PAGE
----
President Trump and wife Melania shown with Cardinal Timothy Dolan, who in July, 2013, requested permission from the Vatican to move $57 million in church funds to protect the the church’s assets from victims of priest sexual abuse. The Vatican approved Dolan’s request in five weeks.
It’s an unfathomably bad day for religion, but a better day to be an atheist, if you already are one. If you’re not already, the news coming out about the Catholic church (again) this week may be enough to flip you, if not just grip you.
A Pennsylvania grand jury has dropped a devastating 1,356 page report (pdf) that describes in excruciating detail the child sexual abuse that has occurred within the Pennsylvania Catholic church, perpetrated by over 300 “predator priests” in that state alone. The grand jury names each priest and has identified over a thousand credible child victims who endured abuse at the hands of the Church over a period of 70 years. Some of the victims are in their 80s now.
The first Thursday in May of every year is the National Day of Reason, a celebration that coincides with the National Day of Prayer, which encourages Americans to pray to God for peace and prosperity for the nation. A big problem with the National Day of Prayer, though, is that it excludes almost a quarter of the U.S. population that doesn’t belong to any religion or doesn’t believe in God. That’s a whole lot of people to leave out of a national celebration.
Western Colorado Atheists and Freethinkers (WCAF) has a new digital billboard up in front of Hobby Lobby and Chick-Fil-A at Rimrock Marketplace on I-70 B just in time for Easter. It shows a child with a shocked look on his face holding a book that looks very much like a Bible. It says “Belief without proof is gullibility.” You can see the board as you are heading west on I-70 B.
WCAF wanted their spring billboard to have an educational component this year. The group wanted to emphasize that people deserve proof before believing what they’re told. They also want to urge people to come to logical conclusions based on verifiable facts rather than on lore, mythology or pure faith.
WCAF’s mission is to educate the public about atheism, promote acceptance of atheism as a rational belief system and preserve and promote the wall of separation between church and state.
The board is up through Tuesday, April 4. WCAF says anyone who takes their photo with the billboard and posts it on WCAF’s Facebook page will get a free package of M&Ms. To donate to more billboards like this, go to WCAF’s Donation page.
“We say this in the name of Jesus Christ, amen.” — City council members bow their heads during Christian prayers at a public meeting at City Hall, September 2, 2015
At their workshop Monday evening, Grand Junction City Council decided mixing religion with government was a good thing to do, and they would continue to do it.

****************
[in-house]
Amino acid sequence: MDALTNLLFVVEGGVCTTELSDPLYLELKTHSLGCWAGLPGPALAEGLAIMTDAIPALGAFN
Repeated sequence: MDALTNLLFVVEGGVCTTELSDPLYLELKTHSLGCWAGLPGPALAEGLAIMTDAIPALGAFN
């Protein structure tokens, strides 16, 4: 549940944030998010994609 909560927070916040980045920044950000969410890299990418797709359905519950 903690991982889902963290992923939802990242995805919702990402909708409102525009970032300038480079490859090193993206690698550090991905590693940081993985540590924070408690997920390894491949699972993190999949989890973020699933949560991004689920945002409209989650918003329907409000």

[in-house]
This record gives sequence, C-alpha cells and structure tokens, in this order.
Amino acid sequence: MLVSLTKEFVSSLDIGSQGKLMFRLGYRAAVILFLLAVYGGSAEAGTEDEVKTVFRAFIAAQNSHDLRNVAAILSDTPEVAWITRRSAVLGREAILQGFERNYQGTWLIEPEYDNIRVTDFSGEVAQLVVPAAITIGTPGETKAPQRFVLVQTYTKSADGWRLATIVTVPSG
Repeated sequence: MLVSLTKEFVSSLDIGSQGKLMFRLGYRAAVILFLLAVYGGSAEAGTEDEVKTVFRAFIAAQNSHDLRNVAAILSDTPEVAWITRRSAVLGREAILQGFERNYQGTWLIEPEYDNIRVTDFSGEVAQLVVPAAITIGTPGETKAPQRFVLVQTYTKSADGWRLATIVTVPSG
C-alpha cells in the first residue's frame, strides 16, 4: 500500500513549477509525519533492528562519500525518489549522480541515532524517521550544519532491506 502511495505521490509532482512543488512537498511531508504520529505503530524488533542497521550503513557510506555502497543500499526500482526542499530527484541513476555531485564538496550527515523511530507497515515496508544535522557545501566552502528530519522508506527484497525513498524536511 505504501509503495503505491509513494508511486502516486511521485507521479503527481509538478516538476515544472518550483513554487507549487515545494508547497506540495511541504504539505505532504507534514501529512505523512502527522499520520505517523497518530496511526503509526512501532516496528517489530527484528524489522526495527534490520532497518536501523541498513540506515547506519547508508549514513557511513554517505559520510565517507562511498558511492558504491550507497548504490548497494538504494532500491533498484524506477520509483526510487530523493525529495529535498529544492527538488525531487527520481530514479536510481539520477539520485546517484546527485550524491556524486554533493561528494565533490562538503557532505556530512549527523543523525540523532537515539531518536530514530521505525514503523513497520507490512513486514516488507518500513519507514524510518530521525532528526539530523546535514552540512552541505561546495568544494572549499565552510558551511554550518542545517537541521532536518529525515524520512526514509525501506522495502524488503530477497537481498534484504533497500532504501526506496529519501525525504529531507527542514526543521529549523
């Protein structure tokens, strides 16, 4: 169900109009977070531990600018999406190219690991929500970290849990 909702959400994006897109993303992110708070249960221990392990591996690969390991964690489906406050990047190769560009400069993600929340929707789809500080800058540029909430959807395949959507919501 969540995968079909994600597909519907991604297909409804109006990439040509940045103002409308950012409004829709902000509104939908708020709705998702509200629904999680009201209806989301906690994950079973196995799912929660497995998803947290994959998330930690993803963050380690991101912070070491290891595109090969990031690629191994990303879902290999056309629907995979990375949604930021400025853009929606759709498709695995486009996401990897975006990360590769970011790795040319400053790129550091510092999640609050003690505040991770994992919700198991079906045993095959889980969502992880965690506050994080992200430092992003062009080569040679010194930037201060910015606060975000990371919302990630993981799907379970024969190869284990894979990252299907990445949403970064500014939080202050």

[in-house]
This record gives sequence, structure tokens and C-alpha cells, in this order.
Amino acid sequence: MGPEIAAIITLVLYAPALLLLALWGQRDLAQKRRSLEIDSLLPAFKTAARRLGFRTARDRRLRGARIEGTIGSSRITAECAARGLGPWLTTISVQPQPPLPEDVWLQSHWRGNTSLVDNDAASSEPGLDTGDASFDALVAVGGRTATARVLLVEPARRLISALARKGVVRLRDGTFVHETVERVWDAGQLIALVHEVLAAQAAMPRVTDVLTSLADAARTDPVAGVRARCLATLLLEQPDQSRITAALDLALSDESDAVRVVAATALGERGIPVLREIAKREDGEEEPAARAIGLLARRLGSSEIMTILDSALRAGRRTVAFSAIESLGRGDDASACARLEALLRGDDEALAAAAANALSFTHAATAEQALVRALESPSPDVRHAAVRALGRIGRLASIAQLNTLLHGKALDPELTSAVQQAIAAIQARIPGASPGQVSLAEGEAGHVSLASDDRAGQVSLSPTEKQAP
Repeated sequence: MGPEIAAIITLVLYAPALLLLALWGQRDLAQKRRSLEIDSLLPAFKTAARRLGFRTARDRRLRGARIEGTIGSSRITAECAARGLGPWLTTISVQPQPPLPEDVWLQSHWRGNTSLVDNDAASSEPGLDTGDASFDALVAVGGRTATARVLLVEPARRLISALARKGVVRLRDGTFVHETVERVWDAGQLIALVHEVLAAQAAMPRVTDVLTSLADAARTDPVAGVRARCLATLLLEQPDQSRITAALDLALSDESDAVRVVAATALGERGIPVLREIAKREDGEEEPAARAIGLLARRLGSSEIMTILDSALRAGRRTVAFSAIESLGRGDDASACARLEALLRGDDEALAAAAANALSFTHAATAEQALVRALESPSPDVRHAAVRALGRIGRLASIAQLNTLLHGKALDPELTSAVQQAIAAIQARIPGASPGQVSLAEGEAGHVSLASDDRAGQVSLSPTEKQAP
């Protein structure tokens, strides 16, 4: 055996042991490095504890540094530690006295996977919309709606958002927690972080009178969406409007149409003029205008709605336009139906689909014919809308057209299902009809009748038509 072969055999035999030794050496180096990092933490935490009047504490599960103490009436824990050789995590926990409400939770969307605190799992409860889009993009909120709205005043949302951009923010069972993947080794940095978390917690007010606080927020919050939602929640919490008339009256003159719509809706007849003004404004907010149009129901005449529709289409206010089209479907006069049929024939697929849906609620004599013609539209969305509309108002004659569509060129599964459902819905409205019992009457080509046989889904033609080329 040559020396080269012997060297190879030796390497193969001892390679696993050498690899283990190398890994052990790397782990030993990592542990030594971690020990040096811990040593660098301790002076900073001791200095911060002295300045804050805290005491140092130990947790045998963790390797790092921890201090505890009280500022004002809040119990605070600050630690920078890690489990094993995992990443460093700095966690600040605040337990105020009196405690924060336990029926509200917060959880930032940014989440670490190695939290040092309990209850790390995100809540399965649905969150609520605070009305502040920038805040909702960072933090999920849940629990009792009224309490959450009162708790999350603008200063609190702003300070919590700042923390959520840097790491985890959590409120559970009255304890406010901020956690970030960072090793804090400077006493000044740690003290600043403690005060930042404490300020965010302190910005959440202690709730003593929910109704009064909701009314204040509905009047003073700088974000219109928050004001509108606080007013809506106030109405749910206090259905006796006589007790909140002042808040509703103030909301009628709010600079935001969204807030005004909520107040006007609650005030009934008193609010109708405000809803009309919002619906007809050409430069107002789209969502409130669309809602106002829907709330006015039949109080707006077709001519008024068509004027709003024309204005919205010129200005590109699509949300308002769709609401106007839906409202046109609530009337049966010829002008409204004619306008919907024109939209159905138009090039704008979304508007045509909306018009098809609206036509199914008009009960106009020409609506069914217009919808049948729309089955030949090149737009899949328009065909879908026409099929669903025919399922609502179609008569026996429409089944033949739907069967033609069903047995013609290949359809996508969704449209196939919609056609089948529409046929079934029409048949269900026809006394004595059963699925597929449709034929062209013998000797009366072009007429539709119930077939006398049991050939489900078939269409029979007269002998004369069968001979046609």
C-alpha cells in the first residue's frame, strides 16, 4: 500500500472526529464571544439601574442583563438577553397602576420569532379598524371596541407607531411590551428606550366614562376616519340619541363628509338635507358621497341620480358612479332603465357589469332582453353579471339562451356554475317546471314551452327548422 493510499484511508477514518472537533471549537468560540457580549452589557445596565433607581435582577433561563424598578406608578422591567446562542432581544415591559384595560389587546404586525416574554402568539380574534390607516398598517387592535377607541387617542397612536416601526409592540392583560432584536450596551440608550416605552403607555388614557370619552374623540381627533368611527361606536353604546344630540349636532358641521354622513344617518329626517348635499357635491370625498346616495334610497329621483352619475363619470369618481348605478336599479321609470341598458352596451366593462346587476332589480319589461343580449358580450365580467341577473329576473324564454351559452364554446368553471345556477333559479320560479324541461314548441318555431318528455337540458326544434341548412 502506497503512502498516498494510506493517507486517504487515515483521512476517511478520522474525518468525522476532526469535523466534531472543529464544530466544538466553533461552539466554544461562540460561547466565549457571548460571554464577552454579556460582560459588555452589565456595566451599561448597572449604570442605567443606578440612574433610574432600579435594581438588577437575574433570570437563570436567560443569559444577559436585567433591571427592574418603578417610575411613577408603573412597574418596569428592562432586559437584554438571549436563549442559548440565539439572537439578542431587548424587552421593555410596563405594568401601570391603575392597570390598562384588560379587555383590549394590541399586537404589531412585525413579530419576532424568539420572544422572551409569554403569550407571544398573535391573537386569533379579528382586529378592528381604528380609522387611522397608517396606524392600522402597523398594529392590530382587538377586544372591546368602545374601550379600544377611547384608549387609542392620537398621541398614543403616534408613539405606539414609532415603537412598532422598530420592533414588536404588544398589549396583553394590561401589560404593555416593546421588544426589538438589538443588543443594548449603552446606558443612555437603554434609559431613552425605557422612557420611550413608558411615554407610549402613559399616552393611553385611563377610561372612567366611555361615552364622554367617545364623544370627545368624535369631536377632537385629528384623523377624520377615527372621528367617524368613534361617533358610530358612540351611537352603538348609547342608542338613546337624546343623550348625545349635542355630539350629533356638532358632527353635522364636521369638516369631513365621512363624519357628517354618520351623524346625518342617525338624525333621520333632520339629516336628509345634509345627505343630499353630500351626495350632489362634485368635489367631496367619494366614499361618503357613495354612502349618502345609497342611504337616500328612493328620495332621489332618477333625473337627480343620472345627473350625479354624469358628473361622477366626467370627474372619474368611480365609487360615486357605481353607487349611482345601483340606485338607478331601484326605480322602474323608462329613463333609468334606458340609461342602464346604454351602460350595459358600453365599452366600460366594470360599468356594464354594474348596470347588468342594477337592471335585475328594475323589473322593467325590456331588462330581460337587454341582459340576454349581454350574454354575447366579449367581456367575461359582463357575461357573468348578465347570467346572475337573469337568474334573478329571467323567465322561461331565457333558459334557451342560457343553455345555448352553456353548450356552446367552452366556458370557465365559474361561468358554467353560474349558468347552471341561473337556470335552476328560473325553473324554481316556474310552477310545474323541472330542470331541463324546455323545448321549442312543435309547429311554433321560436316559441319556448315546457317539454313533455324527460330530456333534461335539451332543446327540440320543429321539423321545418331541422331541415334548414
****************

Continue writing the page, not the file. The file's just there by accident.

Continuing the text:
City Manager Greg Caton told council members the City’s invocation policy dates back to 2008, saying they all inherited the practice. Council had an opportunity Monday at their workshop to discontinue prayers at City Council meetings and avoid further controversy over the City’s persistent endorsement of religion, modify the current policy or substitute a moment of silence instead.
But history shows the City of Grand Junction always has a hard time coming into the 21st Century.
The Devil is among the many diverse religious players who are likely to get more chances to say invocations at City Council meetings, unless the invocation is eliminated entirely or the invocation policy is changed changed to a moment of silence instead of prayers.
Grand Junction City Council plans to re-assess the issue of hosting religious invocations at public meetings at their Monday, March 5 workshop.
Under pressure from the City’s secular community to abide by the Constitutionally mandated separation of church and state, in 2008 the City of Grand Junction adopted an invocation policy that opened up the invocation to anyone, instead of reserving the opportunity to say it only to representatives of a few selected religious groups. Over the last ten years, the new policy has resulted in the City making history with invocations given by atheists, Satanists and anarchists.
But the most prominent non-Christian invocation — a Satanic invocation last August, and all the hoopla that surrounded it — TV news cameras, prayer circles at City Hall and Bible-toting people in the audience — seems to have made Council interested in revising their invocation policy.
WakeUp Ministries’ promotion of Caroline Leaf’s talk
Local self-styled Christian missionary June Fellhauer is back in 2018 and this time, her unregistered nonprofit Wake Up Ministries sponsored a talk at Two Rivers Convention Center on January 12 by Dr. Caroline Leaf, another Christian missionary.
Caroline Leaf labels herself a “cognitive neuroscientist.” Her teachings are aimed at helping people “see the link between science and God as a tangible way of controlling their thoughts and emotions.” Dr. Leaf’s talked are based on her own idea that “the mind controls the brain.” She teaches that thoughts are the sole controller of our physical and mental health, that “toxic thinking is the root cause disease” and that thoughts can change our DNA.
The problem is, most of Leaf’s teachings are debunked by science.
So this seems like a perfect time to make people aware that Hobby Lobby was fined millions of dollars by the U.S. government in 2017 for illegally importing thousands of ancient Iraqi clay artifacts into the U.S. that were likely acquired by ISIS (the “Islamic State of Iraq and Syria”) as the terrorist group criss-crossed the country destroying and looting Iraq’s cultural heritage sites.